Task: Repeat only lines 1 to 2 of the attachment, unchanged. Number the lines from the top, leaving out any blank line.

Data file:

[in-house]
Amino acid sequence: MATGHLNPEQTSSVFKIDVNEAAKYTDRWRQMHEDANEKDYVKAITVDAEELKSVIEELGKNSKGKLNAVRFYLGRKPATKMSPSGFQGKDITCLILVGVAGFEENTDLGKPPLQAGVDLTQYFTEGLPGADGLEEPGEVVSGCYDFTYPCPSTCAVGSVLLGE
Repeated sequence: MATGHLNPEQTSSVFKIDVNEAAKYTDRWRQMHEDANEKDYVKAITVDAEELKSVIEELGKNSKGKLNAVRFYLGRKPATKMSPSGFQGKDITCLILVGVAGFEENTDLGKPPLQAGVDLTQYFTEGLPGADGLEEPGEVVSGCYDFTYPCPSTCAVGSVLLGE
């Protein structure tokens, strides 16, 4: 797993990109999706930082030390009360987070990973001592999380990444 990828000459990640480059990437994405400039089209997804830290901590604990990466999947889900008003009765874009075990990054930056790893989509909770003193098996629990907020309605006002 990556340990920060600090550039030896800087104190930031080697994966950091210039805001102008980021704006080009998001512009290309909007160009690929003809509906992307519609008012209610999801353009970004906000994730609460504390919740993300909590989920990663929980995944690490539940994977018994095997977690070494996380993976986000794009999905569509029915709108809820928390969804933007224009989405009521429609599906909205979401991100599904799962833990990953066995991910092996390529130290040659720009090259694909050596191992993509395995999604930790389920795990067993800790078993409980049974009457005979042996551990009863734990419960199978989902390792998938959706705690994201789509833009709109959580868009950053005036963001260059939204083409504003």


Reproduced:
[in-house]
Amino acid sequence: MATGHLNPEQTSSVFKIDVNEAAKYTDRWRQMHEDANEKDYVKAITVDAEELKSVIEELGKNSKGKLNAVRFYLGRKPATKMSPSGFQGKDITCLILVGVAGFEENTDLGKPPLQAGVDLTQYFTEGLPGADGLEEPGEVVSGCYDFTYPCPSTCAVGSVLLGE